Without a structured guide that lays out each person’s position within your kitchen and restaurant, training a new employee could turn into a frustrating game of telephone, with essential information potentially becoming lost in translation, including:
1. Guest Experience
While servers and hosts are typically the first restaurant staff to greet your guests, the kitchen staff should also go above and beyond. Nothing makes a better first impression than an aesthetically pleasing dish.
Food plating can take years to master, but a few tips can take dishes from bland to works of art. While food plating can reflect the kitchen’s skill, it also enhances the guest’s overall experience. After all, enjoying a meal employs more than just your taste buds. The appearance of dishes is almost as important as their taste.
From trussed meats to intricate garnishes, food plating refers to a skillful modification of food to amplify its aesthetic appeal.
Important tips include:
- Follow the rule of thirds. Only plate two-thirds of the dish and leave the remaining third blank
- Do not place food on the rim of the dish
- Choose the proper plating to improve the aesthetic
Small details can go a long way into pleasing guests and creating an atmosphere.
2. Staff Dress Code
The dress code should be different for each department within a restaurant, including servers, hosts, bussers, bartenders, and kitchen staff.
However, all restaurant staff should wear one thing in common: non-slip kitchen shoes.
3. Educate Your Restaurant Kitchen Staff
Education is essential for a smooth-running restaurant. Every staff member should understand how your restaurant operates, daily specials, your established menu, how to treat guests, ideal guests, and staff expectations.
Restaurants often suffer from a high turnover rate. Reasons for this can be due to insufficient staff training and uncertainty about expectations.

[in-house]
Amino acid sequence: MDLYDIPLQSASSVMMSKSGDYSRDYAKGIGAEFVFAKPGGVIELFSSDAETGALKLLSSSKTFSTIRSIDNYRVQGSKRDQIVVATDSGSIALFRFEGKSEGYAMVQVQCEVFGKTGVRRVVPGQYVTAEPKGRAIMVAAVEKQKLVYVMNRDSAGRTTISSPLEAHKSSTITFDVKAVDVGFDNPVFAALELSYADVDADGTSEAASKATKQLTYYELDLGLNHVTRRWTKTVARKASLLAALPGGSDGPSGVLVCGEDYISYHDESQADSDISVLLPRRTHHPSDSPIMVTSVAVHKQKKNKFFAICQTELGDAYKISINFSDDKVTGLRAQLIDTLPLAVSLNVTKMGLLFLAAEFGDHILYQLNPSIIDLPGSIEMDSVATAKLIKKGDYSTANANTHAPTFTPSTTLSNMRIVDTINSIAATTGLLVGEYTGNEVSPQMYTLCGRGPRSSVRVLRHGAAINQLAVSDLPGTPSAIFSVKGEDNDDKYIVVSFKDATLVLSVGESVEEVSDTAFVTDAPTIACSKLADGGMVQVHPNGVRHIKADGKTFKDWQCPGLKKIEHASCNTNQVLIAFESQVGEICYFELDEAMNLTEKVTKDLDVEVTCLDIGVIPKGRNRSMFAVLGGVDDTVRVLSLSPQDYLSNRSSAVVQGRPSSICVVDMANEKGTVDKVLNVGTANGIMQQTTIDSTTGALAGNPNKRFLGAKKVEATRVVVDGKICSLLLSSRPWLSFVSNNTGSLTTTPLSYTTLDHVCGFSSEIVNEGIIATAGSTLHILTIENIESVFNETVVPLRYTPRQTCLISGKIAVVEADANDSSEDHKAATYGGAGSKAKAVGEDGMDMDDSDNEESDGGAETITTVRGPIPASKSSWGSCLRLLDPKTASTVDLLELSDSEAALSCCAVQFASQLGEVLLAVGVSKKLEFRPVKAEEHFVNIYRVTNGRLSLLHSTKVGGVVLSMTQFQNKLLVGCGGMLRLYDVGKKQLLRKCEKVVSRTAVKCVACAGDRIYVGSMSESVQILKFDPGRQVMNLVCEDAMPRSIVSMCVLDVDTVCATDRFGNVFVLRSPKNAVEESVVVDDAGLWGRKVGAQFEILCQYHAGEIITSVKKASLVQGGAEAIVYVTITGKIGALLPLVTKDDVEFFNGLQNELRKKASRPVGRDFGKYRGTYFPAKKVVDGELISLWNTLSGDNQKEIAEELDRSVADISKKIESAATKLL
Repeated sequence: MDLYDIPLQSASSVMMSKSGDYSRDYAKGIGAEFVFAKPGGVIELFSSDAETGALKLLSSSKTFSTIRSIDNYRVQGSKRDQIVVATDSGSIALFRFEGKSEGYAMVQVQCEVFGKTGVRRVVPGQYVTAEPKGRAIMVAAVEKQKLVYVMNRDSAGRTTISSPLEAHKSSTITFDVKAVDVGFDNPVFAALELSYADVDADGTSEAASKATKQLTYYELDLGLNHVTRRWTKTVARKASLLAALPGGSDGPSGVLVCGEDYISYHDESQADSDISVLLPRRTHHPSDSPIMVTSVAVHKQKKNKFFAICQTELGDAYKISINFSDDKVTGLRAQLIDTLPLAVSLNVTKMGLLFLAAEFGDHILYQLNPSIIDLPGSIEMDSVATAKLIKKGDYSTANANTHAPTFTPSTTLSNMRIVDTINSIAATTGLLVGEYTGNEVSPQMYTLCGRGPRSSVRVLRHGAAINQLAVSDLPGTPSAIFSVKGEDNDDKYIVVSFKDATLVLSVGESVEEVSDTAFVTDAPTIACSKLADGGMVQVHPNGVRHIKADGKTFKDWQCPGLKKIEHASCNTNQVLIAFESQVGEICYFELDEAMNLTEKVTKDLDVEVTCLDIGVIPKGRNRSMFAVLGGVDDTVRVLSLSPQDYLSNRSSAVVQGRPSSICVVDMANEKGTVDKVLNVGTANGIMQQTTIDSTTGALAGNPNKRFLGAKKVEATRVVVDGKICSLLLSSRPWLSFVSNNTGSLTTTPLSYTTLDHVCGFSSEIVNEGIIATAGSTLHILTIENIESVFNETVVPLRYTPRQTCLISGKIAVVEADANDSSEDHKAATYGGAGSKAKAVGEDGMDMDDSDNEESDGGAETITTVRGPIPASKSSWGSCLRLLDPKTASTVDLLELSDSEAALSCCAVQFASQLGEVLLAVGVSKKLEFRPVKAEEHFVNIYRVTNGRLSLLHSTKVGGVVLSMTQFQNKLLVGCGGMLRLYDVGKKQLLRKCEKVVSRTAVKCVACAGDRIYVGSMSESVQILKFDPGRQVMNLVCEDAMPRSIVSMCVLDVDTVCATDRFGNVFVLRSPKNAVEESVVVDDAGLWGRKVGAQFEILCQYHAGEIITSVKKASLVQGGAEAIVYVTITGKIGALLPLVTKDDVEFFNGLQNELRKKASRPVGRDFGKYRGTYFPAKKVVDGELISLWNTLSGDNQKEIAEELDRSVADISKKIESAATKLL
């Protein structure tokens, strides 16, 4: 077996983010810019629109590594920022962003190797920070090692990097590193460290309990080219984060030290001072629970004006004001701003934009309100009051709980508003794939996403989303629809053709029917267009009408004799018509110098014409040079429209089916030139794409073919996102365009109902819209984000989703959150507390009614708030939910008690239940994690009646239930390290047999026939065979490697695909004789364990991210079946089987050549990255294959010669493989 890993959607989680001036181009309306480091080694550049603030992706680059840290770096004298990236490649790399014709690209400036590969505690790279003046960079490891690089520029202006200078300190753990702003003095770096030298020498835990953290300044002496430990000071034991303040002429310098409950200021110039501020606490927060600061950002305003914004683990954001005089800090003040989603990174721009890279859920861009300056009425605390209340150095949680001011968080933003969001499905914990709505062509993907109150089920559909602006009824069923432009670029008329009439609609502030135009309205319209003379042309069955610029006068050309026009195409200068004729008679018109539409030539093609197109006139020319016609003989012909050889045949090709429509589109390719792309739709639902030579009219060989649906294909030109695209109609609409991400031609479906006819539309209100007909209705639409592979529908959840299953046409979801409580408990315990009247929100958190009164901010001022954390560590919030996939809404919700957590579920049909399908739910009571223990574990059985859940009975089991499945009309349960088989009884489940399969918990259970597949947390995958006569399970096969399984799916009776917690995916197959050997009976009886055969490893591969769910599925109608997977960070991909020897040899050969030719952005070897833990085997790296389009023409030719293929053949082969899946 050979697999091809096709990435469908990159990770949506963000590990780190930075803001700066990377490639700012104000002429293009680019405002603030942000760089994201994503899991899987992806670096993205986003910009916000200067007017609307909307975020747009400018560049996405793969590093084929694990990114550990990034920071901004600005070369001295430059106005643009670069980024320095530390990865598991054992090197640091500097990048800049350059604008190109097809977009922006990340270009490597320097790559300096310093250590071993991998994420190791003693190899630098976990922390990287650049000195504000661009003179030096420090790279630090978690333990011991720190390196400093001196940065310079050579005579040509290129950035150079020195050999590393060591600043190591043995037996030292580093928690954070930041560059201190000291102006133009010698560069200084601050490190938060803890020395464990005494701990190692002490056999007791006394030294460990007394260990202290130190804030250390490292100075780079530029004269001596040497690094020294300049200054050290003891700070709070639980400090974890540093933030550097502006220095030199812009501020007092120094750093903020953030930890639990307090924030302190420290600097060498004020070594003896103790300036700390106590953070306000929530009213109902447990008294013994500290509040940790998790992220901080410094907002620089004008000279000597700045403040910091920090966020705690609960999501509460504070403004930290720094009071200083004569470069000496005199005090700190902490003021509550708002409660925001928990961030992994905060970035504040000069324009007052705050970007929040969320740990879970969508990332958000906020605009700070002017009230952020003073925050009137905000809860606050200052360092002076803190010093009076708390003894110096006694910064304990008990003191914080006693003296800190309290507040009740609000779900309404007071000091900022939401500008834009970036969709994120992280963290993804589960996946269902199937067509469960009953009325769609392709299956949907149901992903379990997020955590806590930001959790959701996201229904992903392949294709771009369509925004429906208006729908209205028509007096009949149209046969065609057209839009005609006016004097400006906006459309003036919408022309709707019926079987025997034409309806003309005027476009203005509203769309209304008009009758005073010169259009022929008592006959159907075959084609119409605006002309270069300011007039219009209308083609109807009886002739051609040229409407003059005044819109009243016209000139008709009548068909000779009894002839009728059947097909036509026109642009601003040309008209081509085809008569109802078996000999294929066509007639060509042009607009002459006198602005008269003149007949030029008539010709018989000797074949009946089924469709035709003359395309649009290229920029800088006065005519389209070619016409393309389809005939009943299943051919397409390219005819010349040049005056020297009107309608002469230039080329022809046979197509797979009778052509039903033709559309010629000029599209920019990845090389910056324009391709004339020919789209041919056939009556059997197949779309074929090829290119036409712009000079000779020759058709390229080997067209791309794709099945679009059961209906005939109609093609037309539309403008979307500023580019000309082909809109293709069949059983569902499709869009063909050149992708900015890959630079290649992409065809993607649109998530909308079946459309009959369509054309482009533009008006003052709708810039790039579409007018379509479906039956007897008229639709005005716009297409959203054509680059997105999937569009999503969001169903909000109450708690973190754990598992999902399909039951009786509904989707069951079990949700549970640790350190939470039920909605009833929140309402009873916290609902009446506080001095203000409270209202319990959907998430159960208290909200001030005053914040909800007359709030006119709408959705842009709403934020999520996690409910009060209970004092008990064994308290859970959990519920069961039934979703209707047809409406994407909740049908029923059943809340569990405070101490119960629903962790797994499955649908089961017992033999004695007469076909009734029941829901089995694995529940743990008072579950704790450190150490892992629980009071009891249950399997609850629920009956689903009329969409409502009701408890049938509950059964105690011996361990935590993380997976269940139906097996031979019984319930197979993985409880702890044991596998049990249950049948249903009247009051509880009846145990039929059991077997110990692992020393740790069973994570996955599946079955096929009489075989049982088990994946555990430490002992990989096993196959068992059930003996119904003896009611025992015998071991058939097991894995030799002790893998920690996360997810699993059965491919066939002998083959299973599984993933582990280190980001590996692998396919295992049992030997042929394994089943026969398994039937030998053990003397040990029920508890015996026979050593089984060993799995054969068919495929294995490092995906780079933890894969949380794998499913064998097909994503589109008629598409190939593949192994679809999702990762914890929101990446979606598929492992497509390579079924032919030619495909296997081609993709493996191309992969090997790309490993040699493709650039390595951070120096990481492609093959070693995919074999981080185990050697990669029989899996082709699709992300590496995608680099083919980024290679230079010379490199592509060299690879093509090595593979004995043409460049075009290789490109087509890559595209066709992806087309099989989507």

Once the formal training is complete, it’s always good to place written instructions in areas within the prominent location in the kitchen.
Part of becoming a well-oiled machine involves open and honest communication. Your kitchen staff should have an understanding of how the ordering process works. They should know how to talk to FOH to reduce the risk of misunderstandings. Knowing how to speak to health inspectors is also vital for the future of your restaurant.
When your staff feels like everyone is on the same team working together to create a beautiful guest experience, little room is left for tension, mistakes, and turnover.
5. Always Hold a Menu Tasting
While most restaurants hold menu tastings to ensure staff understands the menu, some places may overlook this step. Menu tastings encourage your team to get to know each other, ask questions about the ingredients, and be better able to explain dishes to your guests. This ensures your kitchen and FOH staff understands your expectations for each dish.
Many successful restaurants have family dinners where staff sits together and break bread, which helps form connections among your team.
6. Never Stop Learning
Many studies suggest that proper onboarding can increase productivity, reduce restaurant staff turnover, and helps integrate new hires into your restaurant culture. Sixty-nine percent of employees noted that they are more likely to remain with an employer if they had a thorough training process.
Menu changes are inevitable, as well as new products and restaurant technology. As a result, even the longest-standing employees will require ongoing . Ongoing education and training can be the perfect opportunity to stay in touch with all your staff and to listen to their concerns and ideas.
Synergy has created a comprehensive restaurant training application called Synergy Sync to help you train your kitchen staff consistently and thoroughly. And now, Synergy Sync is available in Spanish!
Investing in your restaurant and team is the best way to reduce disharmony, high turnover rates, and unhappy guests. Contact us to learn more.